A key component of well-being is the creation and maintenance of meaningful connections with our fellow human beings. A human connection is a real and genuine connection with another person in the present moment. It is different from a “relationship,” which is about status (i.e., brother, sister, mother, father, friend, spouse, colleague, etc.). Connection is something deeper and more profound. It can be experienced with someone you know and love as well as with someone you meet for the first time. It requires authenticity, humility, trust, and understanding.
As an alcoholic, I know that connection is an essential part of my recovery experience. Addicts and alcoholics often have trouble with their human partnerships. We yearn for connection, yet we look for it in all the wrong places. In my addiction, I did not trust you. I was afraid that you could hurt me in some way. So, I kept you at arm’s length as a defense mechanism. But the more I isolated myself, the stronger my addiction became.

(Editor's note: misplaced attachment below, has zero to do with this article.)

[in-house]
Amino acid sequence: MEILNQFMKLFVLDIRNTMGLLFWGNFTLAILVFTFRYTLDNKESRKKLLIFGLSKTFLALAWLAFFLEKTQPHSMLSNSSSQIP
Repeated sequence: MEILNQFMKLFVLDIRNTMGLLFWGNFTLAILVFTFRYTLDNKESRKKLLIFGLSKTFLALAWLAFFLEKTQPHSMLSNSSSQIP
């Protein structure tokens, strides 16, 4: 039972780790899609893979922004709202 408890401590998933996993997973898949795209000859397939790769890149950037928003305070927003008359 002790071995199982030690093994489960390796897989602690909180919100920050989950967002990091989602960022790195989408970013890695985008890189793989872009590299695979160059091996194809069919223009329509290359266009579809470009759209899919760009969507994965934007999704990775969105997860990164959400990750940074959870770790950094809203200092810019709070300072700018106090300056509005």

Isolation is the enemy of recovery from addiction and other mental health conditions. The cure for isolation is connection. How then do we go about finding connection? By being present for our fellows. By making space for authentic conversations where the other person feels seen, heard, and safe. The prayer of St. Francis offers guidance when it asks us, among other things, to seek to love rather than to be loved and to seek to understand rather than to be understood. For me, I found this in the fellowship of recovery meetings. But there are many paths to connection, recovery, and well-being. Find one that works for you. And remember that true growth and the meaning of your journey is found in the pursuit, not the capture.